As I understand it, karma is the consequence of the intention there was in an action. Doesn't so much matter whether the intention was good or bad, just that there was intention. If there is no intention, then there is no karma. Where there have been deeds, Ananda, personal weal and woe arise in consequence of the will there was in the deeds. Where there has been speech–where there has been thought, personal weal and woe arise in consequence of the will there was in the speech–in the thought. Either we of ourselves, Ananda, plan those planned deeds conditioned by ignorance, whence so caused arises personal weal and woe, or others plan those planned deeds that we do conditioned on ignorance, whence so conditioned arises personal weal and woe. Either they are done deliberately, or we do them unwittingly. Thence both ways arises personal weal and woe. So also is it where there has been speech, where there has been thought. Either we plan, speaking, thinking deliberately, or others plan, so that we speak, think unwittingly. Thence arises personal weal and woe. In these six cases ignorance is followed after. But from the utter fading away and cessation of ignorance, Ananda, those deeds are not, whence so conditioned arises personal weal and woe. Neither is that speech, nor that thought. As field they are not; as base they are not; as wherewithal they are not; as occasion they are not, that so conditioned there might arise personal weal and woe. (SN II text ii, 36 “Kindred Sayings on Cause” XII, 3, chapter 25, “Bhumija”; Pali Text Society SN Vol II pg. 31-32) A clockwork universe of cause and effect, until ignorance (and with it, willful or habitual activity of speech, body, and mind) ceases. Basically, we go in circles until the "unexpected happens and time unfolds", as here: "In work published last December in Physical Review A, Gisin and his collaborator Flavio Del Santo used intuitionist math to formulate an alternative version of classical mechanics, one that makes the same predictions as the standard equations but casts events as indeterministic — creating a picture of a universe where the unexpected happens and time unfolds." (https://www.quantamagazine.org/does-time-really-flow-new-clues-come-from-a-century-old-approach-to-math-20200407/) I would say we are only beginning to see the consequences of the ignorance and intentional actions of humankind. The only way out, as always, is to trust the force and take a shot.
  8. Haiku Chain

    seamlessly perfect the cat launches to the desk looks without seeing
  9. Haiku Chain

    to the precipice and back again, just a look spring snow, melting fast
  10. Mahayana vs Theravada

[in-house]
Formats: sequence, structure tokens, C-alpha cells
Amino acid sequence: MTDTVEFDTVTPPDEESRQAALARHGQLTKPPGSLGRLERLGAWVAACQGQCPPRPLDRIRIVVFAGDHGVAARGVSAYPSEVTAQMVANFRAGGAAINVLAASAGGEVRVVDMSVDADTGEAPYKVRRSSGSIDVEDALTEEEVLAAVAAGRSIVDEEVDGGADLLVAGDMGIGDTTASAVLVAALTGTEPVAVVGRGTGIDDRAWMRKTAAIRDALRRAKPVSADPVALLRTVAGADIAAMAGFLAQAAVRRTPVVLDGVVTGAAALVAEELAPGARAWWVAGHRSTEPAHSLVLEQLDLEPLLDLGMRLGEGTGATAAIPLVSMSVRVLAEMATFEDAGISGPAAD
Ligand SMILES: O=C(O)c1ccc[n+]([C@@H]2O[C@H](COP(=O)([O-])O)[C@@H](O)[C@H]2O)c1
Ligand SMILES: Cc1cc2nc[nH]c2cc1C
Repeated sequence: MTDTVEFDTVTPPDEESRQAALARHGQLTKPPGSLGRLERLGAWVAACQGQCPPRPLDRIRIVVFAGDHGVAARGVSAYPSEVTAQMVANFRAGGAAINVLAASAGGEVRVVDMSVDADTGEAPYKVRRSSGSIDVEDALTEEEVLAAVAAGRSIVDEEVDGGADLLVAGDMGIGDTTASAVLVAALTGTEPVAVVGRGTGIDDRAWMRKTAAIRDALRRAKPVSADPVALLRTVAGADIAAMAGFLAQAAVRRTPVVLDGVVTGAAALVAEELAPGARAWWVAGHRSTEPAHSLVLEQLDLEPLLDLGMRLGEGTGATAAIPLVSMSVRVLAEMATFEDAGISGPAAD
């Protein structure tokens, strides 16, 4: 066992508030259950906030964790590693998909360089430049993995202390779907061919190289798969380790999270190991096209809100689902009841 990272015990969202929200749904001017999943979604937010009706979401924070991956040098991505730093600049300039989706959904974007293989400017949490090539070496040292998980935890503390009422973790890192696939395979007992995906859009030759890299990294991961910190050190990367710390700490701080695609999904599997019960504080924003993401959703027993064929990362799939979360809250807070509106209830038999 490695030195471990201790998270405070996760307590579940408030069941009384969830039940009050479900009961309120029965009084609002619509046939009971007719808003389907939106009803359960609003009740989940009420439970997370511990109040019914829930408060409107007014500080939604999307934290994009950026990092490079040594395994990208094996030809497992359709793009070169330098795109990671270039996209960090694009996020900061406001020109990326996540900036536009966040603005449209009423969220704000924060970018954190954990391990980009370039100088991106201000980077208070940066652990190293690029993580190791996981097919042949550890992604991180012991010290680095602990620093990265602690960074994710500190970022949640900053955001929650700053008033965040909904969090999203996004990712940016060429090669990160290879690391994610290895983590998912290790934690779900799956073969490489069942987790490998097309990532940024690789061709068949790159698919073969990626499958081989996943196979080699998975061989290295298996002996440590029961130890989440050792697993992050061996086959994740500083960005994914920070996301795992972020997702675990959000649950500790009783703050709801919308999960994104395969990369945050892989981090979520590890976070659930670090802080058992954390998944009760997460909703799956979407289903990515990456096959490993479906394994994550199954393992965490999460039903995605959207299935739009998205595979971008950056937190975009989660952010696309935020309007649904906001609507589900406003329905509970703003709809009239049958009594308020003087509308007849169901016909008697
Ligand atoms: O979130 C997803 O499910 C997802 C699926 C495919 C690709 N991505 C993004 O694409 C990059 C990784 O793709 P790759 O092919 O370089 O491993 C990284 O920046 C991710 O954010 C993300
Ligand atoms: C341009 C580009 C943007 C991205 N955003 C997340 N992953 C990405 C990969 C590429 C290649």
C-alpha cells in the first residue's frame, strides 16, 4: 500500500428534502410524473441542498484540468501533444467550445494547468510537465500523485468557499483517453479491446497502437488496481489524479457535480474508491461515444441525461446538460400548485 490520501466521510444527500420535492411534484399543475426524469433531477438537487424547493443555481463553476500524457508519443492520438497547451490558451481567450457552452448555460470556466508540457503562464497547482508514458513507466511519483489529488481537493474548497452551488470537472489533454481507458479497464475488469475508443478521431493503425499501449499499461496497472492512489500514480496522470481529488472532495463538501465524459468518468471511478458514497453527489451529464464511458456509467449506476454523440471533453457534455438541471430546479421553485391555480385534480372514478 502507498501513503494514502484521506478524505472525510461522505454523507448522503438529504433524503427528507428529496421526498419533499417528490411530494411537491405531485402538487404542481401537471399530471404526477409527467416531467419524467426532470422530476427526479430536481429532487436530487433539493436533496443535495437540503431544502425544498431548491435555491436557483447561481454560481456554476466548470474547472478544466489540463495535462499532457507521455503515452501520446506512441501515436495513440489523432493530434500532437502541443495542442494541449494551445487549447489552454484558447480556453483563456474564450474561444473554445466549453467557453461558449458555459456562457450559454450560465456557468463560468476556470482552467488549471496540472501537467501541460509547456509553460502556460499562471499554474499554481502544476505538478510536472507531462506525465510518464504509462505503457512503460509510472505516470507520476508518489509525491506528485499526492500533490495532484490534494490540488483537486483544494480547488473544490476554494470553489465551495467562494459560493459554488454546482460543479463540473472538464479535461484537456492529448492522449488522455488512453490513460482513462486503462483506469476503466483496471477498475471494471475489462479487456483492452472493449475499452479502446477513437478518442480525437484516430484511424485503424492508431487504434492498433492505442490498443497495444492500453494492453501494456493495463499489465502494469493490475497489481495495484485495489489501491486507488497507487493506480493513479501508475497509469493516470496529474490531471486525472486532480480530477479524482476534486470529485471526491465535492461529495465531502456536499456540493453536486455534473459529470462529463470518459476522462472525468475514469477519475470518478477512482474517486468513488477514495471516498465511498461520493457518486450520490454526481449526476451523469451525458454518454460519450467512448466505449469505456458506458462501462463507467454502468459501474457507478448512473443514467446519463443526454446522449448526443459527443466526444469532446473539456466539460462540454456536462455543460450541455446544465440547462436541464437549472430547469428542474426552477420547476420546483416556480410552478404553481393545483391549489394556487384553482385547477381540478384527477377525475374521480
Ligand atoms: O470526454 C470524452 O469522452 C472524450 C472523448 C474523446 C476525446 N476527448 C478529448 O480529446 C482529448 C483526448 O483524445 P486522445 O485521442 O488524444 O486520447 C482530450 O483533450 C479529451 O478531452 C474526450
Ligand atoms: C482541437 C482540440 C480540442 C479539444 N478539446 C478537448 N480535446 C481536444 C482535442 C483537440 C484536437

I'm wondering whose instructions on meditation you were following? I think there are several different strands of Theravadin teachings circulating these days: Goenka's teachings Thai teachings, like those of Ajahn Chah Western teachings, like Jack Kornfield's at Spirit Rock Offshoots like Mindfulness-based Stress Reduction (MBSR) I think they all emphasize what is now called "bare attention", to one extent or another. It's true that Gautama emphasized self-reliance, but he also recommended a particular meditation as the means to that self-reliance: 33. "Therefore, Ananda, be islands unto yourselves, refuges unto yourselves, seeking no external refuge; with the Dhamma as your island, the Dhamma as your refuge, seeking no other refuge. "And how, Ananda, is a bhikkhu an island unto himself, a refuge unto himself, seeking no external refuge; with the Dhamma as his island, the Dhamma as his refuge, seeking no other refuge? 34. "When he dwells contemplating the body in the body, earnestly, clearly comprehending, and mindfully, after having overcome desire and sorrow in regard to the world; when he dwells contemplating feelings in feelings, the mind in the mind, and mental objects in mental objects, earnestly, clearly comprehending, and mindfully, after having overcome desire and sorrow in regard to the world, then, truly, he is an island unto himself, a refuge unto himself, seeking no external refuge; having the Dhamma as his island, the Dhamma as his refuge, seeking no other refuge. (https://www.accesstoinsight.org/.../dn/dn.16.1-6.vaji.html) Turns out it was the expansion of the version of the practice given above that was described in Anapanasati Sutta that constituted Gautama's own way of living (not the one in Satipatthana Sutta). Even so, the practice is mostly obscured by the commentaries, as far as I can tell. Not a source of happiness, to try to do too much. I suppose that's why many Zen teachers just instruct their students to be aware of their breathing. Of course, the basis of Anapanasati Sutta is the distinction of the breath in and the breath out, with the accompanying awarenesses, in a cross-legged posture. Then there's this: "When you sit, the cushion sits with you. If you wear glasses, the glasses sit with you. Clothing sits with you. House sits with you. People who are moving around outside all sit with you. They don’t take the sitting posture!" (Kobun Chino Otogawa, http://www.jikoji.org/intro-aspects/ “Shikantaza”) One could say that Buddha and the bodhisattvas are moving around outside, and maybe that enables the experience of what is outside the boundaries of sense in the distinction of the breath in or the breath out (along with a feeling of compassion). I would guess that chanting is an excellent way to focus on the distinction of in-breathing and out-breathing, albeit somewhat unconsciously. Whatever works, but as you can tell I am looking for the science of why it works, to the extent possible.